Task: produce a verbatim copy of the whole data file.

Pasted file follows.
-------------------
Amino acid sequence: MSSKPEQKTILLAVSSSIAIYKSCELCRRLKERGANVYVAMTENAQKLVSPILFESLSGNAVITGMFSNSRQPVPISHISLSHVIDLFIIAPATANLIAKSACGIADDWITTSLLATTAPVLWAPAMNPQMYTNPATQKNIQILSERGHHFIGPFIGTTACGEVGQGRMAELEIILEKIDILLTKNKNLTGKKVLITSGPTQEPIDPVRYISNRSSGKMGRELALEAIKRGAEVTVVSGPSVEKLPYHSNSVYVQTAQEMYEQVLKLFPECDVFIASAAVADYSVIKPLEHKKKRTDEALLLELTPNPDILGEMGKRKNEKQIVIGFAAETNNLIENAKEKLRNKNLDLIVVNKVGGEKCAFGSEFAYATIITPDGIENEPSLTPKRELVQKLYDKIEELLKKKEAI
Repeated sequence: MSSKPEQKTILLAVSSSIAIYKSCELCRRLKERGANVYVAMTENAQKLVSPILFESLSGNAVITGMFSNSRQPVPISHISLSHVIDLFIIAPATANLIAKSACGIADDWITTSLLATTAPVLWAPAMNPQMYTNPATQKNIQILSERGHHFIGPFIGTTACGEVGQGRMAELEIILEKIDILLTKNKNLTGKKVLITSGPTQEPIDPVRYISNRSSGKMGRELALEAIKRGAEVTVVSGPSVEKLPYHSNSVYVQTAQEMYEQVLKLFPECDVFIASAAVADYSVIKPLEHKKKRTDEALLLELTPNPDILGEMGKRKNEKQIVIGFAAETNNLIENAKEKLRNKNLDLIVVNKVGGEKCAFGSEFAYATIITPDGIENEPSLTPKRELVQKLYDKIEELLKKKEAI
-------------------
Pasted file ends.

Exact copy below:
Amino acid sequence: MSSKPEQKTILLAVSSSIAIYKSCELCRRLKERGANVYVAMTENAQKLVSPILFESLSGNAVITGMFSNSRQPVPISHISLSHVIDLFIIAPATANLIAKSACGIADDWITTSLLATTAPVLWAPAMNPQMYTNPATQKNIQILSERGHHFIGPFIGTTACGEVGQGRMAELEIILEKIDILLTKNKNLTGKKVLITSGPTQEPIDPVRYISNRSSGKMGRELALEAIKRGAEVTVVSGPSVEKLPYHSNSVYVQTAQEMYEQVLKLFPECDVFIASAAVADYSVIKPLEHKKKRTDEALLLELTPNPDILGEMGKRKNEKQIVIGFAAETNNLIENAKEKLRNKNLDLIVVNKVGGEKCAFGSEFAYATIITPDGIENEPSLTPKRELVQKLYDKIEELLKKKEAI
Repeated sequence: MSSKPEQKTILLAVSSSIAIYKSCELCRRLKERGANVYVAMTENAQKLVSPILFESLSGNAVITGMFSNSRQPVPISHISLSHVIDLFIIAPATANLIAKSACGIADDWITTSLLATTAPVLWAPAMNPQMYTNPATQKNIQILSERGHHFIGPFIGTTACGEVGQGRMAELEIILEKIDILLTKNKNLTGKKVLITSGPTQEPIDPVRYISNRSSGKMGRELALEAIKRGAEVTVVSGPSVEKLPYHSNSVYVQTAQEMYEQVLKLFPECDVFIASAAVADYSVIKPLEHKKKRTDEALLLELTPNPDILGEMGKRKNEKQIVIGFAAETNNLIENAKEKLRNKNLDLIVVNKVGGEKCAFGSEFAYATIITPDGIENEPSLTPKRELVQKLYDKIEELLKKKEAI